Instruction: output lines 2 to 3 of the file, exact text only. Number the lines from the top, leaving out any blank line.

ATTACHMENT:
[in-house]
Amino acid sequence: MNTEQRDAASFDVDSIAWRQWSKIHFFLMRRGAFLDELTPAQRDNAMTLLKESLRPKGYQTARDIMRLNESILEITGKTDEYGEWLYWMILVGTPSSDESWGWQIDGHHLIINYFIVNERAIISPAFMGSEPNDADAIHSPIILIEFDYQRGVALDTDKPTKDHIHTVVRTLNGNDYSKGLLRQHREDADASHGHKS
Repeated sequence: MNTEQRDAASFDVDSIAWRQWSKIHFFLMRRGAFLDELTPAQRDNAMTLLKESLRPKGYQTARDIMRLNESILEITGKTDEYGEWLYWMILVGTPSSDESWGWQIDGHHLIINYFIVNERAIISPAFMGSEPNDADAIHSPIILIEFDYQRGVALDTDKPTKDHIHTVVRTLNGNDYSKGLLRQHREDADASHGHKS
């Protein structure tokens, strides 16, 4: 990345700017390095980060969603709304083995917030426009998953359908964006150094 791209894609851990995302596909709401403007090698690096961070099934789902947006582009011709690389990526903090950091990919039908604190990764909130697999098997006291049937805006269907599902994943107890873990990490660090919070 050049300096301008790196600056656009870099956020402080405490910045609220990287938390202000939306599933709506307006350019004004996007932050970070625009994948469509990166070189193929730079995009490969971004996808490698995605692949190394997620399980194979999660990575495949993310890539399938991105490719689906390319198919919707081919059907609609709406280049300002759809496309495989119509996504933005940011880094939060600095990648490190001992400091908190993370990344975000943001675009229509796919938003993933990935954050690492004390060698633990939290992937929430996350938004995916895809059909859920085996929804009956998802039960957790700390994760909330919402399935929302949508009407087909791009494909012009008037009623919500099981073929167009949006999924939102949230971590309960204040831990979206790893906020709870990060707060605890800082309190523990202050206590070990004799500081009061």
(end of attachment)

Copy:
Amino acid sequence: MNTEQRDAASFDVDSIAWRQWSKIHFFLMRRGAFLDELTPAQRDNAMTLLKESLRPKGYQTARDIMRLNESILEITGKTDEYGEWLYWMILVGTPSSDESWGWQIDGHHLIINYFIVNERAIISPAFMGSEPNDADAIHSPIILIEFDYQRGVALDTDKPTKDHIHTVVRTLNGNDYSKGLLRQHREDADASHGHKS
Repeated sequence: MNTEQRDAASFDVDSIAWRQWSKIHFFLMRRGAFLDELTPAQRDNAMTLLKESLRPKGYQTARDIMRLNESILEITGKTDEYGEWLYWMILVGTPSSDESWGWQIDGHHLIINYFIVNERAIISPAFMGSEPNDADAIHSPIILIEFDYQRGVALDTDKPTKDHIHTVVRTLNGNDYSKGLLRQHREDADASHGHKS